Innovator Spotlight: Emily Armstrong

As the Tele-Rehab 2.0 research coordinator, Emily Armstrong is at the helm of closing the gap in access to rehabilitation assessment and treatment.


For many Albertans, a trip to the physiotherapist isn’t as simple as popping across town and into a clinic — it can mean an hours-long drive, missed work and an overnight stay in a hotel room. 

Tele-Rehab 2.0, a research project out of the Rehabilitation Robotics Lab in the Faculty of Rehabilitation Medicine, is looking to close this gap in access to rehabilitation assessment and treatment. Through using technologies like a motion capture system, sensors and camera equipment, the research team connects patients  with urban-based expert clinicians to provide them with an accurate assessment. The project is currently reaching patients experiencing shoulder pain, hip and knee replacements, and vertigo and balance issues and also provides wheelchair and special seating assessments.

As the Tele-Rehab 2.0 research coordinator, Emily Armstrong is at the helm of getting patients from Peace River to Grande Cache involved in the project. In this week’s Innovator Spotlight, Emily shares what research taught her about the importance of failure. 

What’s one big problem you want to solve through your work?

For me, the biggest problem that we're working to solve is equity of access. It’s kind of a bonus that we are trying to solve it by also solving a lot of other problems like quantitative measurements in rehab care or technology and process development. But the part that I feel the most passionate about, as someone who grew up in a rural community with a parent who offered rehab services, is that equity piece. People go without care so often in rural areas just because the commute to the city to get an appointment is too much of a burden for them.

What does the word “innovation” mean to you?

Innovation to me means tackling problems in a new way. It doesn't always have to involve coming up with a brand new technology — it can often be as simple as adapting processes to fit a problem better, or using resources in a new way. We are living in a world where information is at our fingertips. It's never been easier to collaborate and figure out new ways to do things. But what's hard is being aware of what's been done, what's being done, and making good use of that information to come up with a new, better way to solve the problems of the world.

What’s been your biggest a-ha moment — in life or work — so far?

It was definitely learning that failure isn't a bad thing. I was always taught in school, in work, in my personal life, that failure was the worst thing that you could ever do. Fail a test? You're never getting into university. Make a mistake at work? Now no one trusts you anymore. It felt so critical to always be perfect.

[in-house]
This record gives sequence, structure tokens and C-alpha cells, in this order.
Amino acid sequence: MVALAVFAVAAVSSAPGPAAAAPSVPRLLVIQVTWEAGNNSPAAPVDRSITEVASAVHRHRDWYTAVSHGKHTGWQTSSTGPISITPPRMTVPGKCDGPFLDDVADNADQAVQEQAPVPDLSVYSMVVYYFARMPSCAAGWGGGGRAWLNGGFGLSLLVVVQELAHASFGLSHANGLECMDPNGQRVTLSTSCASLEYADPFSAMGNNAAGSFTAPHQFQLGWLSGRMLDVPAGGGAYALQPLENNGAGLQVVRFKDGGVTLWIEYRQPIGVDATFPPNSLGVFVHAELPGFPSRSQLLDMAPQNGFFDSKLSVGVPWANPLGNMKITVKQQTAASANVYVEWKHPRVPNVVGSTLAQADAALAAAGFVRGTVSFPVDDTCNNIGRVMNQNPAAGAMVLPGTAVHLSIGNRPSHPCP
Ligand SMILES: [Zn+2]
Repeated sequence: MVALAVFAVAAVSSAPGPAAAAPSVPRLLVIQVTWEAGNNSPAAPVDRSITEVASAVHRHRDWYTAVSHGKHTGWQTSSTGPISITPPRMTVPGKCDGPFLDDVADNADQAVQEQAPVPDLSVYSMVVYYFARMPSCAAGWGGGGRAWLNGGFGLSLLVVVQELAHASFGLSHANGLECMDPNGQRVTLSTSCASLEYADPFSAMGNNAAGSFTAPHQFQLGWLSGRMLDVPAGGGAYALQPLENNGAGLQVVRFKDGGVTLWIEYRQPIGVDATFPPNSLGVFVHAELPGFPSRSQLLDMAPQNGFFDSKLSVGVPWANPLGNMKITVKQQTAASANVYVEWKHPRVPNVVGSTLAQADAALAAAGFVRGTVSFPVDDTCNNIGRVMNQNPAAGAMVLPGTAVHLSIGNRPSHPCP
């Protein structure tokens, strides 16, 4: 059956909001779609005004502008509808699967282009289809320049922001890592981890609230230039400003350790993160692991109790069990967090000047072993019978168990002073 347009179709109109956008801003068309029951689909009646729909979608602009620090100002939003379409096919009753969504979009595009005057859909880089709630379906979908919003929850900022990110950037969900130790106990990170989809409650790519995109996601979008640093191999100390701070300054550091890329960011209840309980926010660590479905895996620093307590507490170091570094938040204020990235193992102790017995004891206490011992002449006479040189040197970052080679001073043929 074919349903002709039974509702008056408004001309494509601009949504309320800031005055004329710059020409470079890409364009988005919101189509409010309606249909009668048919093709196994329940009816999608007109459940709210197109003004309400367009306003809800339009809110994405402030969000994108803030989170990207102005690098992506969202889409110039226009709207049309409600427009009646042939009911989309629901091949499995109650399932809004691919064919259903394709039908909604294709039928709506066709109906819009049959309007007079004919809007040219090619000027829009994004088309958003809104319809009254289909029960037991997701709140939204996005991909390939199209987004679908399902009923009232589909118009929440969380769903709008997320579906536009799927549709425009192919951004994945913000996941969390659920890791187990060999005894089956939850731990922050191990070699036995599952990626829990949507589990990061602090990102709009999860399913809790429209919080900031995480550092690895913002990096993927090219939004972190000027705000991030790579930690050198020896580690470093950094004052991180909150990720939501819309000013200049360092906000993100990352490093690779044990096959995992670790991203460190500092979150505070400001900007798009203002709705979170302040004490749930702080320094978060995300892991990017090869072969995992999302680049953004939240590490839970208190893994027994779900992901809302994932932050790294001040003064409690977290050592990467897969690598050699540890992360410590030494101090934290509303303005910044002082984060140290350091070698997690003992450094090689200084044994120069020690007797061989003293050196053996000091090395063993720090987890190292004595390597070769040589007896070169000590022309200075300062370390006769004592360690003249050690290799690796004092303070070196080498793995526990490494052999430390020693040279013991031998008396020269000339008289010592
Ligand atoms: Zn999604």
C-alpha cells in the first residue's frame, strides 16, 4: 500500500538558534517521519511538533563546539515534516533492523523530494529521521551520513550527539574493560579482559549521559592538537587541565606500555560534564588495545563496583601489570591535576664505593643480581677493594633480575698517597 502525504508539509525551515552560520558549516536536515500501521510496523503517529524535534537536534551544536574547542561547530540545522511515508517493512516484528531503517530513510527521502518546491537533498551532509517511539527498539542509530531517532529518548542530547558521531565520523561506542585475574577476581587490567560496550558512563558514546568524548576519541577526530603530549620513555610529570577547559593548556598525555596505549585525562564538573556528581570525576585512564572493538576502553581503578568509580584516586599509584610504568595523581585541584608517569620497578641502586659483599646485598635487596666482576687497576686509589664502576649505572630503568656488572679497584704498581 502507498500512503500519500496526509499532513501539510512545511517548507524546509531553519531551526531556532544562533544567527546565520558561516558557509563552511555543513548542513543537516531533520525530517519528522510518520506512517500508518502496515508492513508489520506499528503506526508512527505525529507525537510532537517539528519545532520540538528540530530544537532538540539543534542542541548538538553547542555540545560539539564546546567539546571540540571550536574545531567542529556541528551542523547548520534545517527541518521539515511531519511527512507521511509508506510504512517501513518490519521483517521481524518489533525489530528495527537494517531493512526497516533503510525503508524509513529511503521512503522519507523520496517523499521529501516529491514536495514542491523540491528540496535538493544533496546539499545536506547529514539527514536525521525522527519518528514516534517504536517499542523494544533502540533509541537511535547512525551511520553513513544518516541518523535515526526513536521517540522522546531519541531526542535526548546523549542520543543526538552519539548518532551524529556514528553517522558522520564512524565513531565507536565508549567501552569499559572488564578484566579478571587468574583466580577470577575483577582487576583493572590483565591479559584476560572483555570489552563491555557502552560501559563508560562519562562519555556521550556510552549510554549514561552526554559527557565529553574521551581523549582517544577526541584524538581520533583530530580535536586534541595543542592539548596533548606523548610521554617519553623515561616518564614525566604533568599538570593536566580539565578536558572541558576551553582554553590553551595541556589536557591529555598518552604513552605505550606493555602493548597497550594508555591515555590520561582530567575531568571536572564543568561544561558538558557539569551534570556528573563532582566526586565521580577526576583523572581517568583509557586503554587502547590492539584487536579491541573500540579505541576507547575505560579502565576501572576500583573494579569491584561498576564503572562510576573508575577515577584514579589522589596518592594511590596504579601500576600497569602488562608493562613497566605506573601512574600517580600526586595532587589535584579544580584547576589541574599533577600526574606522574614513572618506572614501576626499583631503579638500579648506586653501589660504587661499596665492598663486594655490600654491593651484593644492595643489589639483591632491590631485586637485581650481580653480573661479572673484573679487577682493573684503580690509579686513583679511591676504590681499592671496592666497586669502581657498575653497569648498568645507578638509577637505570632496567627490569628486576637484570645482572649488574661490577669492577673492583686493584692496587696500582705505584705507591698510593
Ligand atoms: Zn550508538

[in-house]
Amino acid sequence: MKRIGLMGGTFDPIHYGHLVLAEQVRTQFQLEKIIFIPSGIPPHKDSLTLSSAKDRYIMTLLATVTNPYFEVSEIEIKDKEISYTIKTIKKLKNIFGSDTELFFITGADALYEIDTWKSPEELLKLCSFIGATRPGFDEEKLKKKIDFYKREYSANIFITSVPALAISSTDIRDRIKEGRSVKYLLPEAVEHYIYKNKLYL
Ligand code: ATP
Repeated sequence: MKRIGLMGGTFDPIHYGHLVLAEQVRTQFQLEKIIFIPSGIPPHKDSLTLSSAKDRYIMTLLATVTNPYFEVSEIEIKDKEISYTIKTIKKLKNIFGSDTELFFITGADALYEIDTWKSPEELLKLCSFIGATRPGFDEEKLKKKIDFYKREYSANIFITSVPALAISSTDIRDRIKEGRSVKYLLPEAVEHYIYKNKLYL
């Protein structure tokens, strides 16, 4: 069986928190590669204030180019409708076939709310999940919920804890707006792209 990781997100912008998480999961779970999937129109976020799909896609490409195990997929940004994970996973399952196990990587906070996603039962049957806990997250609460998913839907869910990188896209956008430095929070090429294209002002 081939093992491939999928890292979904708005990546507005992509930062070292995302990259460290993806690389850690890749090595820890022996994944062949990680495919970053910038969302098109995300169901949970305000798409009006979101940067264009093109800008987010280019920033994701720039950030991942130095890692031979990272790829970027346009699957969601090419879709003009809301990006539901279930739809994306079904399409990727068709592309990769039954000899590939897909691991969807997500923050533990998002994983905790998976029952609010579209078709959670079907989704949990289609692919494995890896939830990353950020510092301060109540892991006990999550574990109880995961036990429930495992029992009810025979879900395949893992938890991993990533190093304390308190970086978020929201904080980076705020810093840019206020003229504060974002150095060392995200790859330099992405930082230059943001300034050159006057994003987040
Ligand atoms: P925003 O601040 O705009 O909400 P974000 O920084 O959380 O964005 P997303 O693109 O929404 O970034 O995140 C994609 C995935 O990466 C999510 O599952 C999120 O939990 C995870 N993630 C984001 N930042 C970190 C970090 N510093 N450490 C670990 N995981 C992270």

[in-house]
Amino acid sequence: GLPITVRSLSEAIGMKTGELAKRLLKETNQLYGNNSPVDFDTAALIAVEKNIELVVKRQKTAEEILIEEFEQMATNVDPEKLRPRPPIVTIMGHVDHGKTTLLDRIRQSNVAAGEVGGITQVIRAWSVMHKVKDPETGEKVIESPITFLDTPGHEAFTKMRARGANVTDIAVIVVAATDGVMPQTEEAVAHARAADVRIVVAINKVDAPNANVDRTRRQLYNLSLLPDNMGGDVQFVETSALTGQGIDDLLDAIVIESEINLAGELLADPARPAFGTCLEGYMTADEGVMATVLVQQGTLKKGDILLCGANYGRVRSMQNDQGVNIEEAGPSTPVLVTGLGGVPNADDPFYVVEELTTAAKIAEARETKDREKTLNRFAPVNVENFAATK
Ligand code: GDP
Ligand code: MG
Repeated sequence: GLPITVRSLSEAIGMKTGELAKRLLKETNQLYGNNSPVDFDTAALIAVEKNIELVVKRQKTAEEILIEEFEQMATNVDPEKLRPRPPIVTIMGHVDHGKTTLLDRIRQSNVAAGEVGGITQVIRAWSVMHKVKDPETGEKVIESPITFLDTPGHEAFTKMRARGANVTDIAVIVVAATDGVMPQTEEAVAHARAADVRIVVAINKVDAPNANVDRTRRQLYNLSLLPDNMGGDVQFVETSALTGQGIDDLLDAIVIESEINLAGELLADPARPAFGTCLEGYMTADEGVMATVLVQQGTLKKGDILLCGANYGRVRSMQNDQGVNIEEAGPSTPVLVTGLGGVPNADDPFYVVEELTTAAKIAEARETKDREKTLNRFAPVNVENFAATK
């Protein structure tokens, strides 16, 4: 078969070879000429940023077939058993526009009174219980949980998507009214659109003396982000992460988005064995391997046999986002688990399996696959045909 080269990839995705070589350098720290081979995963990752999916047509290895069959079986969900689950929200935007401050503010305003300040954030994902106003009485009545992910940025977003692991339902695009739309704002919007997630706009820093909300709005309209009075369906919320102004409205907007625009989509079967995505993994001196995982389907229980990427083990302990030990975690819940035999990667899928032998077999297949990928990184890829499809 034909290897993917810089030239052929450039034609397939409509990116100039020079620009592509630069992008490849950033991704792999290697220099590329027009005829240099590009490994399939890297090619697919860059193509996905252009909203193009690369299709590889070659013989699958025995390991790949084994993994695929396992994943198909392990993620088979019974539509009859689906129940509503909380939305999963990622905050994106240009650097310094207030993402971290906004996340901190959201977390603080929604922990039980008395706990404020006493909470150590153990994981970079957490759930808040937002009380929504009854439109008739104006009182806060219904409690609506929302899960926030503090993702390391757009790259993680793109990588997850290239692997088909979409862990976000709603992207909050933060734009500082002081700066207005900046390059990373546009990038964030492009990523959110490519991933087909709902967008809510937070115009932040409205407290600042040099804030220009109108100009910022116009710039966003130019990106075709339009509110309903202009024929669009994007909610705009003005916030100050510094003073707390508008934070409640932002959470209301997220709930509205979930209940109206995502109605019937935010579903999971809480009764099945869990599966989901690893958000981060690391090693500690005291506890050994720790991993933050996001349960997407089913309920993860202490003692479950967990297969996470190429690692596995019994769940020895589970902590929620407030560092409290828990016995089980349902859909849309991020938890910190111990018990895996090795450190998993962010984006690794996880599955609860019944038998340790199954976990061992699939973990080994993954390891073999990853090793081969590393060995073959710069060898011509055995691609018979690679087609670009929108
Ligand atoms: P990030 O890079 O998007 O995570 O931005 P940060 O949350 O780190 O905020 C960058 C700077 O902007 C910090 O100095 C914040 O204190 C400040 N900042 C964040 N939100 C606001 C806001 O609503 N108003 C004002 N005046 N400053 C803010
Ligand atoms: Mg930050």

But coming into research has taught me that failure is just another way to learn — and in fact, it's almost more valuable in some situations than success. I can remember the physical feeling of "WOW" when I finally came to the conclusion that failing was okay, it was helpful, that I wasn't going to get in trouble. It's changed my whole outlook on life, to be perfectly honest.

Do you have a role model at the U of A? How have they influenced you?

I absolutely do, and it's my boss, Dr. Martin Ferguson-Pell. He's definitely going to blush if he reads this! He's been an incredible mentor to me since I started with the Rehab Robotics Lab in 2019. I've learned how to trust my gut a lot more and learned to embrace my strengths. He inspires me every day with his tenacity and his energy and his passion for his work. He has this remarkable way of really making sure everyone knows that they and their experiences and ideas are valued. I hope that I'm able to emulate that throughout my career.

What’s next for you? Do you have any new projects on the horizon?

We're continuing our work with Tele-Rehab 2.0 — we just got a grant from Alberta Innovates to validate it further as a sustainable business, which will help us get more sites on board so we can bring our services to more communities even outside of Alberta! And we're working on the preliminary stages of a project to help people who may have hearing difficulties understand video calls better. I'm actually really excited about that one as it brings me back to my roots in psychology — so wish us luck on getting some funding to move that forward! 

I'm so blessed to be in this space, doing this work with such incredible people. I hope I can stay here for at least a few more years and then we'll see where the wind blows me!

This conversation has been edited for brevity and clarity.

Innovator Spotlight is a weekly feature that introduces you to a faculty or staff member whose big ideas are making a big difference.

Do you know someone who’s breaking boundaries at the U of A? (Maybe it’s you!) We’re interested in hearing from people who are creating new solutions to make our world better. We want to feature people working across all disciplines, whether they’re championing bold ways of thinking, driving discovery or translating insights from the lab into the market

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